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Old 03-16-2013, 04:50 PM   #1
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Writing /dev/zero to a drive with DD still leaves data?


I'm new to everything linux & everything HDD related, and, I've been messing around with a few commands. I wiped a disk with dd because I wanted to try it using:-

Code:
dd if=/dev/zero of=/dev/sdc
where SDC is a drive I didn't really care about, after awhile it gave me "Drive out of space", which, sounds like a good thing (Copied zeros until disk was full), however, around an hour later I was messing around with hdparm and the --read-sector command, I noticed that at the top of every sector it had the exact same start:-

Code:
/dev/sdc:
reading sector 123312: succeeded
2e2e 642f 7665 6369 7365 702f 6963 3030
3030 303a 2f30 3030 3030 303a 3a30 6331
332e 302f 3030 3a30 3430 303a 2e30 2f30
7375 3362 332f 312d 332f 312d 313a 302e
682f 736f 3674 742f 7261 6567 3674 303a
303a 362f 303a 303a 303a 622f 6f6c 6b63
732f 6364 0000 0000 0000 0000 0000 0000
0000 0000 0000 0000 0000 0000 0000 0000
0000 0000 0000 0000 0000 0000 0000 0000
0000 0000 0000 0000 0000 0000 0000 0000
0000 0000 0000 0000 0000 0000 0000 0000
0000 0000 0000 0000 0000 0000 0000 0000
0000 0000 0000 0000 0000 0000 0000 0000
0000 0000 0000 0000 0000 0000 0000 0000
0000 0000 0000 0000 0000 0000 0000 0000
0000 0000 0000 0000 0000 0000 0000 0000
0000 0000 0000 0000 0000 0000 0000 0000
0000 0000 0000 0000 0000 0000 0000 0000
0000 0000 0000 0000 0000 0000 0000 0000
0000 0000 0000 0000 0000 0000 0000 0000
0000 0000 0000 0000 0000 0000 0000 0000
0000 0000 0000 0000 0000 0000 0000 0000
0000 0000 0000 0000 0000 0000 0000 0000
0000 0000 0000 0000 0000 0000 0000 0000
0000 0000 0000 0000 0000 0000 0000 0000
0000 0000 0000 0000 0000 0000 0000 0000
0000 0000 0000 0000 0000 0000 0000 0000
0000 0000 0000 0000 0000 0000 0000 0000
0000 0000 0000 0000 0000 0000 0000 0000
0000 0000 0000 0000 0000 0000 0000 0000
0000 0000 0000 0000 0000 0000 0000 0000
0000 0000 0000 0000 0000 0000 0000 0000
automatic@automatic-G74Sx:~$ sudo hdparm --read-sector 123311 /dev/sdc

/dev/sdc:
reading sector 123311: succeeded
2e2e 642f 7665 6369 7365 702f 6963 3030
3030 303a 2f30 3030 3030 303a 3a30 6331
332e 302f 3030 3a30 3430 303a 2e30 2f30
7375 3362 332f 312d 332f 312d 313a 302e
682f 736f 3674 742f 7261 6567 3674 303a
303a 362f 303a 303a 303a 622f 6f6c 6b63
732f 6364 0000 0000 0000 0000 0000 0000
0000 0000 0000 0000 0000 0000 0000 0000
0000 0000 0000 0000 0000 0000 0000 0000
0000 0000 0000 0000 0000 0000 0000 0000
0000 0000 0000 0000 0000 0000 0000 0000
0000 0000 0000 0000 0000 0000 0000 0000
0000 0000 0000 0000 0000 0000 0000 0000
0000 0000 0000 0000 0000 0000 0000 0000
0000 0000 0000 0000 0000 0000 0000 0000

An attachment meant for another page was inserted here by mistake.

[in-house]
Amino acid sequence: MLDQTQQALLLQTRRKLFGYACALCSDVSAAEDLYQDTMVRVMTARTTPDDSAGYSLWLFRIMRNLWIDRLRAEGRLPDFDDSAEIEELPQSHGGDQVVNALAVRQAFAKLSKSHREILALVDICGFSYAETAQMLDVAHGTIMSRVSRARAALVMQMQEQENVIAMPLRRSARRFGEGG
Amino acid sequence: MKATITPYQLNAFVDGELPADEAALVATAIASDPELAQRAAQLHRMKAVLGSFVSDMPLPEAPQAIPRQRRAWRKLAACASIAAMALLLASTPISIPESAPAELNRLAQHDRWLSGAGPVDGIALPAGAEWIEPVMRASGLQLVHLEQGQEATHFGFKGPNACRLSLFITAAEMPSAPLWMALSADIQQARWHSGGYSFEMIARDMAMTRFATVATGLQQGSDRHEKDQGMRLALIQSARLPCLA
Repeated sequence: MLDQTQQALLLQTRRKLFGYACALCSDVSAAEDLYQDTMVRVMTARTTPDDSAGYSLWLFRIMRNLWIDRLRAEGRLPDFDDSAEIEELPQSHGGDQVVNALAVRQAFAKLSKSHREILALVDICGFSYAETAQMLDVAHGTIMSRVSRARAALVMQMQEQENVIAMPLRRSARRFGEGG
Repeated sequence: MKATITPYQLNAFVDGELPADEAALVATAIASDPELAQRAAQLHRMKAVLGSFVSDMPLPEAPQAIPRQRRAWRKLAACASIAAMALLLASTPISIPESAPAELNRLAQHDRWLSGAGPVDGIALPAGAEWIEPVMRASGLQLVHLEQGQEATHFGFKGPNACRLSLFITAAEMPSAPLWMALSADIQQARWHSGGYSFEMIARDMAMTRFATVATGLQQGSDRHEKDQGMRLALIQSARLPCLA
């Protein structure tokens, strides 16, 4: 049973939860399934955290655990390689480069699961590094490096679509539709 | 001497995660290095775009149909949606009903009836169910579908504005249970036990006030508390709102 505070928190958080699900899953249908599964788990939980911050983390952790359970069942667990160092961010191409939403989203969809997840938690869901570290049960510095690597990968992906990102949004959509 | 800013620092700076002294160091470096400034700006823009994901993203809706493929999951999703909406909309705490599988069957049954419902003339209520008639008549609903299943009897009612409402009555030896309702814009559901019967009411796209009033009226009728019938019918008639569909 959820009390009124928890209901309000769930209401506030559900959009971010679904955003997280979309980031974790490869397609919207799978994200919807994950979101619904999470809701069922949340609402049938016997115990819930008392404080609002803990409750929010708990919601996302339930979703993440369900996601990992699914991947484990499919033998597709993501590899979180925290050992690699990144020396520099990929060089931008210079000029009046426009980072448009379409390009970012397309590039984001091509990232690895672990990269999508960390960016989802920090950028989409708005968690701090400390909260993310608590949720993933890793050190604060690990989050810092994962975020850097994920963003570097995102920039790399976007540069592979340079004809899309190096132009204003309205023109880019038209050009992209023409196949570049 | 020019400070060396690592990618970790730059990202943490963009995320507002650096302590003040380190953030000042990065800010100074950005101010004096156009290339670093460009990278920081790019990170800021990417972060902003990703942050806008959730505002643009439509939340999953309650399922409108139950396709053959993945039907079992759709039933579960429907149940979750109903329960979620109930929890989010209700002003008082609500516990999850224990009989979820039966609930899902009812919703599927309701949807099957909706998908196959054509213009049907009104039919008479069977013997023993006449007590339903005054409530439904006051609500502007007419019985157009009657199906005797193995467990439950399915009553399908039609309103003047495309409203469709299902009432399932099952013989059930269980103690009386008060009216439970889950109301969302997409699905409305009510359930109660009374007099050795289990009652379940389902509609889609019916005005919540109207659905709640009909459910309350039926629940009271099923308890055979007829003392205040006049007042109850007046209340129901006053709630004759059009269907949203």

0000 0000 0000 0000 0000 0000 0000 0000
0000 0000 0000 0000 0000 0000 0000 0000
0000 0000 0000 0000 0000 0000 0000 0000
0000 0000 0000 0000 0000 0000 0000 0000
0000 0000 0000 0000 0000 0000 0000 0000
0000 0000 0000 0000 0000 0000 0000 0000
0000 0000 0000 0000 0000 0000 0000 0000
0000 0000 0000 0000 0000 0000 0000 0000
0000 0000 0000 0000 0000 0000 0000 0000
0000 0000 0000 0000 0000 0000 0000 0000
0000 0000 0000 0000 0000 0000 0000 0000
0000 0000 0000 0000 0000 0000 0000 0000
0000 0000 0000 0000 0000 0000 0000 0000
0000 0000 0000 0000 0000 0000 0000 0000
0000 0000 0000 0000 0000 0000 0000 0000
0000 0000 0000 0000 0000 0000 0000 0000
0000 0000 0000 0000 0000 0000 0000 0000
automatic@automatic-G74Sx:~$ sudo hdparm --read-sector 123310 /dev/sdc

/dev/sdc:
reading sector 123310: succeeded
2e2e 642f 7665 6369 7365 702f 6963 3030
3030 303a 2f30 3030 3030 303a 3a30 6331
332e 302f 3030 3a30 3430 303a 2e30 2f30
7375 3362 332f 312d 332f 312d 313a 302e
682f 736f 3674 742f 7261 6567 3674 303a
303a 362f 303a 303a 303a 622f 6f6c 6b63
732f 6364 0000 0000 0000 0000 0000 0000
0000 0000 0000 0000 0000 0000 0000 0000
0000 0000 0000 0000 0000 0000 0000 0000
0000 0000 0000 0000 0000 0000 0000 0000
0000 0000 0000 0000 0000 0000 0000 0000
0000 0000 0000 0000 0000 0000 0000 0000
0000 0000 0000 0000 0000 0000 0000 0000
0000 0000 0000 0000 0000 0000 0000 0000
0000 0000 0000 0000 0000 0000 0000 0000
0000 0000 0000 0000 0000 0000 0000 0000
0000 0000 0000 0000 0000 0000 0000 0000
0000 0000 0000 0000 0000 0000 0000 0000
0000 0000 0000 0000 0000 0000 0000 0000
0000 0000 0000 0000 0000 0000 0000 0000
0000 0000 0000 0000 0000 0000 0000 0000
0000 0000 0000 0000 0000 0000 0000 0000
0000 0000 0000 0000 0000 0000 0000 0000
0000 0000 0000 0000 0000 0000 0000 0000
0000 0000 0000 0000 0000 0000 0000 0000
0000 0000 0000 0000 0000 0000 0000 0000
0000 0000 0000 0000 0000 0000 0000 0000
0000 0000 0000 0000 0000 0000 0000 0000
0000 0000 0000 0000 0000 0000 0000 0000
0000 0000 0000 0000 0000 0000 0000 0000